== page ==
THE HUMAN PROTEIN ATLAS BLOG

NIFK interacts with the proliferation marker Ki-67

2017-05-24
Cancer Cancer Atlas Image of the month Immunohistochemical staining KI-67 Melanoma Pathology Atlas Skin cancer

Skin with growth of a cutaneous melanoma expressing the protein NIFK.

Melanoma is a common form of cancer in the skin and among skin cancers it is the most deadly form. Melanoma originates from cells of melanocytic origin and most typically begins as a small intraepidermal tumor (melanoma in situ). As the tumor continues to grow and progress, tumor cells invade the epidermis and eventually spread to regional lymph nodes and subsequently via hematogenic spread to distant organs. Tumor thickness of the primary tumor is the most important determining prognostic factor and thus is early discovery of key importance for survival...Read more


Keynote lecture - 6th Pharmaceutical Science World

2017-05-19
Drug development Human Protein Atlas

  

Mathias Uhlen, Director of the Human Protein Atlas program, will present a keynote lecture on May 23 entitled "Tissue-based protein profiles – implications for human biology, drug development and precision medicine " on the 6th Pharmaceutical Science World Congress (PSWC 2017) in Stockholm, Sweden.

The focus of this year´s world congress will be " Future medicine for one world " including research and development related to systems approaches to drug discovery development and clinical usage...Read more


Cell image analysis challenge at CYTO 2017

2017-05-18

In a time when vast amounts of bioimaging data are produced in labs around the globe every day, effectively extracting salient information from this growing resource is paramount to understanding complex biological questions. In December 2016 the Cell Atlas was released, mapping the subcellular localization of over 12,000 human proteins and counting. As a part of this effort, gamers within EVE online and scientists in the HPA annotated the subcellular localization of each protein. This has created a massive high-quality atlas of microscopy images together with their subcellular protein localization annotations...Read more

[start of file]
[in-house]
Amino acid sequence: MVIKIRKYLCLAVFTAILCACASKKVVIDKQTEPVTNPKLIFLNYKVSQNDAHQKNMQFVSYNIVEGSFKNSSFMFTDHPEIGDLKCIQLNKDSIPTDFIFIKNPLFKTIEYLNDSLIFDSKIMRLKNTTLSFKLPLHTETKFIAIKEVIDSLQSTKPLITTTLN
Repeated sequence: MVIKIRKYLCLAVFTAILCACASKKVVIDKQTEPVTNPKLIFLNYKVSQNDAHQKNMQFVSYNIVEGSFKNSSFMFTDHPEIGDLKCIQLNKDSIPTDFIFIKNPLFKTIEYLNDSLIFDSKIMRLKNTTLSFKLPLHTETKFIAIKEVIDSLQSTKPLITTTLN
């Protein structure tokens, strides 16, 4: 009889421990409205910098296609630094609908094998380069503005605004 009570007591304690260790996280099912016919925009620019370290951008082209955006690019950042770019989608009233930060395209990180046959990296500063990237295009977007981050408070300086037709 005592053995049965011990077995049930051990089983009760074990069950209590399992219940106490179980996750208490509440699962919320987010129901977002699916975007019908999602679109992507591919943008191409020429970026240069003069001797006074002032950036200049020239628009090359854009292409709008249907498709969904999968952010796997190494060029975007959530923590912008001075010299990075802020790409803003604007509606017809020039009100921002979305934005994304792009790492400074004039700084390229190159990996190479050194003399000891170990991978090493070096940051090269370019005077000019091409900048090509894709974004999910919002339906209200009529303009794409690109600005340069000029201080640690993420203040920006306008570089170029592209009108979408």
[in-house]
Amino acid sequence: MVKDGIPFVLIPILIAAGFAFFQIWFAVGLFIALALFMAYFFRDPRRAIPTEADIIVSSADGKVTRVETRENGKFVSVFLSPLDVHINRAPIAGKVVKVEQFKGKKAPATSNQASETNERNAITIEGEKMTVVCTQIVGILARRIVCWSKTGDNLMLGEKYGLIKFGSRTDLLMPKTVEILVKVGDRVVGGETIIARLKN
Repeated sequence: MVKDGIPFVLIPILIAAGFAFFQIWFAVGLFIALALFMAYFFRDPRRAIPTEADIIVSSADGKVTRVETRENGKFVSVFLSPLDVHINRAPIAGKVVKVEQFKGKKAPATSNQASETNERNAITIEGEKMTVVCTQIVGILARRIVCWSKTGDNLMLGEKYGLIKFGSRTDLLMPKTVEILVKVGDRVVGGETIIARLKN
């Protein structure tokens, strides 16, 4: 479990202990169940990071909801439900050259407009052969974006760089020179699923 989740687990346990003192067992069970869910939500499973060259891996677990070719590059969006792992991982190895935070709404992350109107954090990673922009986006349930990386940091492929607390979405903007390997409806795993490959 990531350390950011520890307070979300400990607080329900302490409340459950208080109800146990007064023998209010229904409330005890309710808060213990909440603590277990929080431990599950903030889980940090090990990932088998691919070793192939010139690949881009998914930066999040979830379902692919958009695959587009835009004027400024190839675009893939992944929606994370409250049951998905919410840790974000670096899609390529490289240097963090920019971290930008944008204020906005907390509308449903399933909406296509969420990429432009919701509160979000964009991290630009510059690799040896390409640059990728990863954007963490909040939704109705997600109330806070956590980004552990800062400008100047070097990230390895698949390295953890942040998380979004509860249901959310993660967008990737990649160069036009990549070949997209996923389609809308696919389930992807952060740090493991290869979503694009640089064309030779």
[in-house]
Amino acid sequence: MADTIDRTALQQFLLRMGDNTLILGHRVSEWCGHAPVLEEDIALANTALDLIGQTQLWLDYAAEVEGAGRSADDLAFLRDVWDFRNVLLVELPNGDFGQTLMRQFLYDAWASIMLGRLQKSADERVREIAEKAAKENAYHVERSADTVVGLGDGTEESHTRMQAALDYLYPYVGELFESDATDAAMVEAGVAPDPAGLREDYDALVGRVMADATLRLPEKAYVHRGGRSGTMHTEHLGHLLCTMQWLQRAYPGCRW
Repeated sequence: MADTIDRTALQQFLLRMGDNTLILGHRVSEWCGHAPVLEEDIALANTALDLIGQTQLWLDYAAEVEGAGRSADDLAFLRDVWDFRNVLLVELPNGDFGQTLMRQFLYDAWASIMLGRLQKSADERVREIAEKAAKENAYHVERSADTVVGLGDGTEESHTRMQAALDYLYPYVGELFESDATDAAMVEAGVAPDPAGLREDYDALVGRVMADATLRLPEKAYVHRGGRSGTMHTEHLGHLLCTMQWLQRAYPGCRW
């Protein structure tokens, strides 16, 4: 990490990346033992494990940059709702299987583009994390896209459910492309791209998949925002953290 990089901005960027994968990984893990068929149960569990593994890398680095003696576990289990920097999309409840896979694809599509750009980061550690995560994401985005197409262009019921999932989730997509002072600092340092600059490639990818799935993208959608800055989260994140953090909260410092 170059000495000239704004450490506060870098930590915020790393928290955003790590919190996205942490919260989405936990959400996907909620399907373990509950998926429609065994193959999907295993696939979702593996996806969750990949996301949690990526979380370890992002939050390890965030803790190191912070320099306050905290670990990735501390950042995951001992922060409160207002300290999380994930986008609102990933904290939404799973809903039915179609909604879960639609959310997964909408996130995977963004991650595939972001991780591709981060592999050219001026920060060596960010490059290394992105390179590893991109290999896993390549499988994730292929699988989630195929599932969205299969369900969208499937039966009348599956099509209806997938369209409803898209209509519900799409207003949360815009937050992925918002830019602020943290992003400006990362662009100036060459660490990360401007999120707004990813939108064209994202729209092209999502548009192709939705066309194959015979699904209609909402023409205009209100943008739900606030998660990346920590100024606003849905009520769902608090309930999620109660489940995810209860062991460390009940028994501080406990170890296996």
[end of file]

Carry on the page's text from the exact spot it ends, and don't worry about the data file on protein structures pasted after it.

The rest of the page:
A subcellular map of the human proteome

2017-05-12
Cell Atlas Immunocytochemistry Immunofluorescence Organelle Science

30 organelles and substructures are annotated in the Cell Atlas.

The Cell Atlas database was just recently released with data on more than 12.000 proteins and mapping to 30 organelles. Today, the scientific findings are published in Science in "A subcellular map of the humanproteome".

The cell is a complex entity that carries out multiple functions. In order to do this, the different parts of the cells are organized in structures, called organelles. By investigating the organelles and its proteome, and to understand how the proteins vary over time and space we can truly begin to understand human biology on a detailed level...Read more


Welcome to Tissue Atlas Image of the month!

2017-05-05
Brain Image of the week Immunohistochemistry Pituitary gland Tissue Atlas

Today, you will be introduced to the master gland in the body - the pituitary gland.

The pituitary gland plays a crucial role in human physiology, and together with the hypothalamus this highly conserved and elegant system form a link between the nervous and endocrine system, by controlling the functions of the thyroid, adrenal glands, and the gonads, and also regulating growth, lactation, and water preservation.

The pituitary gland, also called hypophysis, consists of two separate lobes with dual embryonic origin; the anterior (adeno) pituitary gland originates from the oral cavity, and the posterior (neural) pituitary gland develops from the neural plate...Read more